From our discussions with activists and journalists on the ground, we understand that majority of protestors are youths who hail from middle to upper class backgrounds. These protestors are not strictly tied to any political party. A significant number of them support the Move Forward Party (MFP) for its anti-junta agenda and are aligned with Thanathorn Juangroonguangkit who led and co-founded the defunct MFP predecessor Future Forward Party (FFP), which also championed the return to civilian government and demilitarization of Thai politics. In 2021, Thanathorn was banned from politics for 10 years for defaming the government and on lèse-majesté charges.
The “Red Shirt” or Pheu Thai Party supporters are generally divided into two groups. The first group is led by Jatuporn Prompan, who has been a key Red Shirt leader since 2010 and was, and continues to be, closely tied to Thaksin. It’s notable that Jatuporn has stated that the monarchy’s place in Thai society and politics should be preserved. In other words, Jatuporn and Thaksin are pro-monarchy but anti-Prayut, which makes staunch royalists question whether the Red Shirts are, in strict ideological terms, on the same page. Further, by avoiding the more controversial battle, Red Shirts place the more radical demands of monarchial reform in the hands of elite university student protestors. Instead of the rural population pushing the issue, which made up the traditional Red Shirt power base, it is the sons and daughters of affluent Bangkokians (and occasionally their parents) that are now making the most incendiary demands, some of whom have shed their class biases towards the Red Shirts. To journalistic, military, and diplomatic contacts we spoke with, the shifting base of support could be a wider indicator of reconciliation between competing divisions within Thai society.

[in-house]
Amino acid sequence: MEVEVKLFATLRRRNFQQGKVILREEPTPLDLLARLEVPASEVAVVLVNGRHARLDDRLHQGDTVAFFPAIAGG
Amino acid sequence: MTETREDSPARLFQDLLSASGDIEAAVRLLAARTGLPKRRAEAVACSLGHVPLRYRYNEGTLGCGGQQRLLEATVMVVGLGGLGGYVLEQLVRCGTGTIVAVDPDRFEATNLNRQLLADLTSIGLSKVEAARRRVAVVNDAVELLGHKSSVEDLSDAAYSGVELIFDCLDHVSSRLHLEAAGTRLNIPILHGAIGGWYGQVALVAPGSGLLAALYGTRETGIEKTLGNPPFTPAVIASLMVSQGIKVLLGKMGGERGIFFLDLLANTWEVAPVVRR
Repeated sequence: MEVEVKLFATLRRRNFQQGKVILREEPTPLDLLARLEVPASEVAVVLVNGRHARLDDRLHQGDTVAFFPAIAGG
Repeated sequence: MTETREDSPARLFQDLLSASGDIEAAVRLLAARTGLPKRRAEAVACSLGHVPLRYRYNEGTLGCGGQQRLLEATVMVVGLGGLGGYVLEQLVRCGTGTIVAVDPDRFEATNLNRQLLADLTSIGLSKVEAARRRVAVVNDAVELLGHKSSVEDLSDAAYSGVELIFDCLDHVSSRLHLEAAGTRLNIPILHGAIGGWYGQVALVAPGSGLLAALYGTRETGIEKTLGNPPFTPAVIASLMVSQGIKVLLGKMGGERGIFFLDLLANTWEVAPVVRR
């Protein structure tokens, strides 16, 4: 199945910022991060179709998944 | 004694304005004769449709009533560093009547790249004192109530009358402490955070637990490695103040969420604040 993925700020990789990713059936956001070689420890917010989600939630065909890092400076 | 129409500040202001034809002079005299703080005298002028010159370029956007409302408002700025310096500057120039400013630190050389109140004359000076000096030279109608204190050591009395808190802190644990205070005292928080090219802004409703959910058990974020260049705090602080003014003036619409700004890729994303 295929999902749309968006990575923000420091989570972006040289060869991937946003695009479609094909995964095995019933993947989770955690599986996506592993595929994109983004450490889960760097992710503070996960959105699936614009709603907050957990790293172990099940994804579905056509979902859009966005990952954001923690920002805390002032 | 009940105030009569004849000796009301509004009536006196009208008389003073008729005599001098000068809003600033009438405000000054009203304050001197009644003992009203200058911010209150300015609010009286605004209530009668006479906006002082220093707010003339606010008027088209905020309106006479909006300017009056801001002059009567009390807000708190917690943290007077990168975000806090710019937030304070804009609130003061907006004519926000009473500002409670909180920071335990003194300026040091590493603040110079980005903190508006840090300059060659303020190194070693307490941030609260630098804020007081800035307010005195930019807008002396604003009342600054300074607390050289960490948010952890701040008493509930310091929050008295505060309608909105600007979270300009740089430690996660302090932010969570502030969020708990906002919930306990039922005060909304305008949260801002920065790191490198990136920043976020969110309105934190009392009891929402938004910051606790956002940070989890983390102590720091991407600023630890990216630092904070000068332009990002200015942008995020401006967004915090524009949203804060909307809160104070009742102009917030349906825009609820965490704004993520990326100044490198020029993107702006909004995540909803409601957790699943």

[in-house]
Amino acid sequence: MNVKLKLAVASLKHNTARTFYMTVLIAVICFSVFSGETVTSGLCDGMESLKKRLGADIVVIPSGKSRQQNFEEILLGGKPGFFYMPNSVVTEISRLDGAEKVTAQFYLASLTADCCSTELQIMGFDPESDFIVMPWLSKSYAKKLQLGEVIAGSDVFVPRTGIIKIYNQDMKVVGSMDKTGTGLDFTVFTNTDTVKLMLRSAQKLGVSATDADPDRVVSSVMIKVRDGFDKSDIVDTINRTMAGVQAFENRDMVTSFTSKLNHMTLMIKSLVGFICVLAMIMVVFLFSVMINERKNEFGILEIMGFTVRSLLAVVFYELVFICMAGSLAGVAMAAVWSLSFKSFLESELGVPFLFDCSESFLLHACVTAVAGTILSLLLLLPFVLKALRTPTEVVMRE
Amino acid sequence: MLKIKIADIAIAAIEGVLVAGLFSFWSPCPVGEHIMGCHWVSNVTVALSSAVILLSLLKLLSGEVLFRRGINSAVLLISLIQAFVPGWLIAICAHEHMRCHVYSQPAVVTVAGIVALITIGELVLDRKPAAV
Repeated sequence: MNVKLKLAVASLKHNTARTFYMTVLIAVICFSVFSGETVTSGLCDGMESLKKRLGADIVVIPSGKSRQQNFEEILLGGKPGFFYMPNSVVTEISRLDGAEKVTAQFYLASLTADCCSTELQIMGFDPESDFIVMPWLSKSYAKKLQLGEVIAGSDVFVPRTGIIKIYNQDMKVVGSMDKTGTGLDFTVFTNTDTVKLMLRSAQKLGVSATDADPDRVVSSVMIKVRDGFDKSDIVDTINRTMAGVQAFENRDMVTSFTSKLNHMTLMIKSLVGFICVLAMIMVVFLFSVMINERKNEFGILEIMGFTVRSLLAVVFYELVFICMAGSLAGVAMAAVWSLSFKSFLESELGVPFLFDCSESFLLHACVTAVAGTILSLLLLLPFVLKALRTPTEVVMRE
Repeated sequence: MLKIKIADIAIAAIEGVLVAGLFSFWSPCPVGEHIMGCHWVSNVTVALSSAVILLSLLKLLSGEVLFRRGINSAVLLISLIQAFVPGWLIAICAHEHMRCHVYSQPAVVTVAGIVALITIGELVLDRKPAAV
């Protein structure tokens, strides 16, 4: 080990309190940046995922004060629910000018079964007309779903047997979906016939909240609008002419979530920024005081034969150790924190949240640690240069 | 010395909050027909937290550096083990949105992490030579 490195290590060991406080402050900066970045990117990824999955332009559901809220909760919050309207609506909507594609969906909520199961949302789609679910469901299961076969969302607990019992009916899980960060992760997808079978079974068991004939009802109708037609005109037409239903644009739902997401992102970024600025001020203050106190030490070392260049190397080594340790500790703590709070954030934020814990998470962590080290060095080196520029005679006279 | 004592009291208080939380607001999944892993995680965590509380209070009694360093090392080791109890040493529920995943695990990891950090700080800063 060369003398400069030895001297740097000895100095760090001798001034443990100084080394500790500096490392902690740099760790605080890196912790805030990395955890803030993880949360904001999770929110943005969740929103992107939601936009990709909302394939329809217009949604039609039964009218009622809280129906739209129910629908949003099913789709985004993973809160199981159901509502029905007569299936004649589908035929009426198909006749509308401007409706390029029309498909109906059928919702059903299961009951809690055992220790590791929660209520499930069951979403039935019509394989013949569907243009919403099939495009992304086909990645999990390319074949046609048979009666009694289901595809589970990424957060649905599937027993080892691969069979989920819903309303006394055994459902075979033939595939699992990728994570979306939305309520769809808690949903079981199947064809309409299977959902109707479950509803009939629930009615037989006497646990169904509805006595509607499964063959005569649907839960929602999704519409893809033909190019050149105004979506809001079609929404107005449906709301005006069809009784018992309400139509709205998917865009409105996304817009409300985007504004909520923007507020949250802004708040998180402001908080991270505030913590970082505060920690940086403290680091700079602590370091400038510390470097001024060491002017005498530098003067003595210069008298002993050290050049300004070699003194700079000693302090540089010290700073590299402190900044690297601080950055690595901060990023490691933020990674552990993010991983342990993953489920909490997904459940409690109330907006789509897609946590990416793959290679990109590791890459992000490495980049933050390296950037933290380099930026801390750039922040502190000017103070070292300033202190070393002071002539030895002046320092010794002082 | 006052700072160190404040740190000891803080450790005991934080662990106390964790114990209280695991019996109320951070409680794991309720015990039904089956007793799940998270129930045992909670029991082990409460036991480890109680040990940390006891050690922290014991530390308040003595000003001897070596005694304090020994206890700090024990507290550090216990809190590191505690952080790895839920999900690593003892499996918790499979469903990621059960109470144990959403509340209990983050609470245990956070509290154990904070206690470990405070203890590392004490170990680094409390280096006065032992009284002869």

Still, it can be anticipated that Vajiralongkorn’s political provocations will continue in an effort to trigger public discontent and engender wider change among the historically feudalistic middle and upper classes society, which for decades ardently backed the most powerful and wealthiest monarchy in the world while denigrating the most popular elected prime minister in the country’s history, Thaksin Shinawatra, and his largely rural supporters in the populous northern and northeastern regions.
The Return of Thaksin?
For nearly two decades, the powerful royalists who adored King Bhumipol Adulyadej, who reigned over the country for 70 years, feared that current King Vajiralongkorn would align with Thaksin and allow Thaksin to return to the country.
The old elite under Bhumipol, which notably includes Prem Tinsulanonda, General Surayud Chulanont, and former prime minister Anand Panyarachun, long sought to coax Thaksin into believing that he could return to Thailand. The most well-known of these instances was the 2013 Amnesty Bill proposed by the Pheu Thai government of Yingluck Shinawatra. According to Pheu Thai insiders very close to Thaksin, he genuinely thought he had the green light to come home, only later to realize that it was used by old regime elites to trigger mass royalist “Yellow Shirt” protests in Bangkok that culminated in the 2014 coup d’état that removed Yingluck Shinawatra, Thaksin’s sister, and his political proxy.